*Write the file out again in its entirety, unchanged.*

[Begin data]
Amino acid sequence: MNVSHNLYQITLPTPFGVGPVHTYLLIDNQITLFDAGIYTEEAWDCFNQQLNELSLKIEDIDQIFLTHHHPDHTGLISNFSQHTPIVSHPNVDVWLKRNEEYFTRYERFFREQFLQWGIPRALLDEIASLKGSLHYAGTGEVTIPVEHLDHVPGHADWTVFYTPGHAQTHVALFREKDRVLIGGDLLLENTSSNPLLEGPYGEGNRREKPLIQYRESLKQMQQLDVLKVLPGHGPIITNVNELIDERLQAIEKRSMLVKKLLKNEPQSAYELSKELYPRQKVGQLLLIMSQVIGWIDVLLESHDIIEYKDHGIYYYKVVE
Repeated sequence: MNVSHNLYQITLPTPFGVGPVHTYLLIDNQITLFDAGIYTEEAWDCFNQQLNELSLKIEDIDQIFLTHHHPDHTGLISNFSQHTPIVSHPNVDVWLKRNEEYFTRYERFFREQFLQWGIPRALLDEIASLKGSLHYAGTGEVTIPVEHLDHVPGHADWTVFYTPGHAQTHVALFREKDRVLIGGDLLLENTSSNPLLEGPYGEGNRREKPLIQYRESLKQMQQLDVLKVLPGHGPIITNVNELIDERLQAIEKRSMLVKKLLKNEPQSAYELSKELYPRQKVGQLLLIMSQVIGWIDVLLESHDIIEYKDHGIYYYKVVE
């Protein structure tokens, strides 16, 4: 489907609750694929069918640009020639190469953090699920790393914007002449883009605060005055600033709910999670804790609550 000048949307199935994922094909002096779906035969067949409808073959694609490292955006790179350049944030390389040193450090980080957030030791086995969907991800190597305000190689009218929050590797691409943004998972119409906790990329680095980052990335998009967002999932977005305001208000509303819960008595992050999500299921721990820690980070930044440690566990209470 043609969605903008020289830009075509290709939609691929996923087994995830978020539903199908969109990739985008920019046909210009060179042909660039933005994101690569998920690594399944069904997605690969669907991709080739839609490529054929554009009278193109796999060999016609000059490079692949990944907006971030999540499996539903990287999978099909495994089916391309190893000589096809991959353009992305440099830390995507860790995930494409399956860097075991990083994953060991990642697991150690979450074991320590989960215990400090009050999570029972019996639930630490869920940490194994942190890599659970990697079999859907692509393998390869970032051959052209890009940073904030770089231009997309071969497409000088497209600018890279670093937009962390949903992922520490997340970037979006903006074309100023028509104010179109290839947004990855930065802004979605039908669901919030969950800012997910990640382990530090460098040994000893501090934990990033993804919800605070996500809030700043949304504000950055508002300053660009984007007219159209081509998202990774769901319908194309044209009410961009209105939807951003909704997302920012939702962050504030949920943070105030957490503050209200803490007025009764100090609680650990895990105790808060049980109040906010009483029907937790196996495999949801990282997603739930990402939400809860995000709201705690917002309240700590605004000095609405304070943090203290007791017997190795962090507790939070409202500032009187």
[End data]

Amino acid sequence: MNVSHNLYQITLPTPFGVGPVHTYLLIDNQITLFDAGIYTEEAWDCFNQQLNELSLKIEDIDQIFLTHHHPDHTGLISNFSQHTPIVSHPNVDVWLKRNEEYFTRYERFFREQFLQWGIPRALLDEIASLKGSLHYAGTGEVTIPVEHLDHVPGHADWTVFYTPGHAQTHVALFREKDRVLIGGDLLLENTSSNPLLEGPYGEGNRREKPLIQYRESLKQMQQLDVLKVLPGHGPIITNVNELIDERLQAIEKRSMLVKKLLKNEPQSAYELSKELYPRQKVGQLLLIMSQVIGWIDVLLESHDIIEYKDHGIYYYKVVE
Repeated sequence: MNVSHNLYQITLPTPFGVGPVHTYLLIDNQITLFDAGIYTEEAWDCFNQQLNELSLKIEDIDQIFLTHHHPDHTGLISNFSQHTPIVSHPNVDVWLKRNEEYFTRYERFFREQFLQWGIPRALLDEIASLKGSLHYAGTGEVTIPVEHLDHVPGHADWTVFYTPGHAQTHVALFREKDRVLIGGDLLLENTSSNPLLEGPYGEGNRREKPLIQYRESLKQMQQLDVLKVLPGHGPIITNVNELIDERLQAIEKRSMLVKKLLKNEPQSAYELSKELYPRQKVGQLLLIMSQVIGWIDVLLESHDIIEYKDHGIYYYKVVE
């Protein structure tokens, strides 16, 4: 489907609750694929069918640009020639190469953090699920790393914007002449883009605060005055600033709910999670804790609550 000048949307199935994922094909002096779906035969067949409808073959694609490292955006790179350049944030390389040193450090980080957030030791086995969907991800190597305000190689009218929050590797691409943004998972119409906790990329680095980052990335998009967002999932977005305001208000509303819960008595992050999500299921721990820690980070930044440690566990209470 043609969605903008020289830009075509290709939609691929996923087994995830978020539903199908969109990739985008920019046909210009060179042909660039933005994101690569998920690594399944069904997605690969669907991709080739839609490529054929554009009278193109796999060999016609000059490079692949990944907006971030999540499996539903990287999978099909495994089916391309190893000589096809991959353009992305440099830390995507860790995930494409399956860097075991990083994953060991990642697991150690979450074991320590989960215990400090009050999570029972019996639930630490869920940490194994942190890599659970990697079999859907692509393998390869970032051959052209890009940073904030770089231009997309071969497409000088497209600018890279670093937009962390949903992922520490997340970037979006903006074309100023028509104010179109290839947004990855930065802004979605039908669901919030969950800012997910990640382990530090460098040994000893501090934990990033993804919800605070996500809030700043949304504000950055508002300053660009984007007219159209081509998202990774769901319908194309044209009410961009209105939807951003909704997302920012939702962050504030949920943070105030957490503050209200803490007025009764100090609680650990895990105790808060049980109040906010009483029907937790196996495999949801990282997603739930990402939400809860995000709201705690917002309240700590605004000095609405304070943090203290007791017997190795962090507790939070409202500032009187």